Introduction. Actinomycosis is an uncommon subacute or chronic suppurative bacterial granulomatous infectious disease with clinical heterogeneity. The majority of actinomycosis cases were of extra-abdominal origin, with oro-cervico-facial cases representing 55%, abdominopelvic representing 20%, and thoracic representing 15% of total reports. Currently, abdominal actinomycosis incidence is approximately 1 case per 119,000 people, being found three times more frequently among males. We report two rare clinical presentations of abdominal actinomycosis affecting the mesentery and the retroperitoneum, respectively.

Case Report 1. A 58-year-old Caucasian male presented to our clinic with abdominal pain in the right upper quadrant. Pre-operative evaluation, although inconclusive, showed a mesocolic mass infiltrating the right and transverse colon. The patient underwent exploratory laparotomy. After partial resection of the mass, the histopathology report demonstrated mesenteric actinomycosis.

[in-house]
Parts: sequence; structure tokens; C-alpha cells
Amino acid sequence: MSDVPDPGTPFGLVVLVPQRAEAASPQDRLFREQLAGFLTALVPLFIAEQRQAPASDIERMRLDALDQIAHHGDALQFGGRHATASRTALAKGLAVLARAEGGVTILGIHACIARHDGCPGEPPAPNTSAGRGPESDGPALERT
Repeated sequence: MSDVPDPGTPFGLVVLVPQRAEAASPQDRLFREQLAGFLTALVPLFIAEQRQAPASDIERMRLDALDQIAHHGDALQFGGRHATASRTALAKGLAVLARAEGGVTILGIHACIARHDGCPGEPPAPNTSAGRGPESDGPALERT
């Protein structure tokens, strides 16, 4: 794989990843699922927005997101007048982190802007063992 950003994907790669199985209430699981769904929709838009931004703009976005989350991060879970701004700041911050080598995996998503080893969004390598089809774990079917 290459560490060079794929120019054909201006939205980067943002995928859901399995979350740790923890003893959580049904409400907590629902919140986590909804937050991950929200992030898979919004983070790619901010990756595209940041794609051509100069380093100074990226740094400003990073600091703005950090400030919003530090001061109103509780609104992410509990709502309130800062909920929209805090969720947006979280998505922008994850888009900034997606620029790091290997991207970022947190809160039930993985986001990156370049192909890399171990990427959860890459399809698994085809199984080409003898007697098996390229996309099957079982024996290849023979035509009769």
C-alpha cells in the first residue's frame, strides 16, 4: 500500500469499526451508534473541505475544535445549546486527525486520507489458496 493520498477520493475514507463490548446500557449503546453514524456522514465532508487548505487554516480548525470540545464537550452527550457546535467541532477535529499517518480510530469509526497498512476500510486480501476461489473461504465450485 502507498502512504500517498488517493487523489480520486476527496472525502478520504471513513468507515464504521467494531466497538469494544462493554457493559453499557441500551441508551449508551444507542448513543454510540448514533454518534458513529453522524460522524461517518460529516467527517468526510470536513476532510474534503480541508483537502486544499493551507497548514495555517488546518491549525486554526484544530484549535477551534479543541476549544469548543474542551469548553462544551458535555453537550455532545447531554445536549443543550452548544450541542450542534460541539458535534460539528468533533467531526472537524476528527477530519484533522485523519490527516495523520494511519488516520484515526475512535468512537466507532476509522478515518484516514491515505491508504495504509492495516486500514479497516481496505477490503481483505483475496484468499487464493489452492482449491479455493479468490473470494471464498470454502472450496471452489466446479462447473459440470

Case Report 2. A 40-year-old Caucasian male presented to our clinic complaining about a mucopurulent material from an orifice at the right inguinal region. After appropriate work-up, a large abdominopelvic, stellate mass (75 x 22.8 mm) in the retroperitoneum was revealed. Surgery along with the appropriate antibiotics was used to treat the patient.

Conclusion. Preoperative suspicion and diagnosis of actinomycosis are very challenging, with a high rate of misdiagnosis often resulting in delayed treatment. Our case reports highlight that abdominal actinomycosis should always be part of differential diagnosis, especially when there is involvement of multiple organs. The gold standard treatment of actinomycosis is surgical excision with prolonged antibiotic treatment.


actinomyces, actinomycosis, retroperitoneal, mesenteric, abdominal, mesocolic mass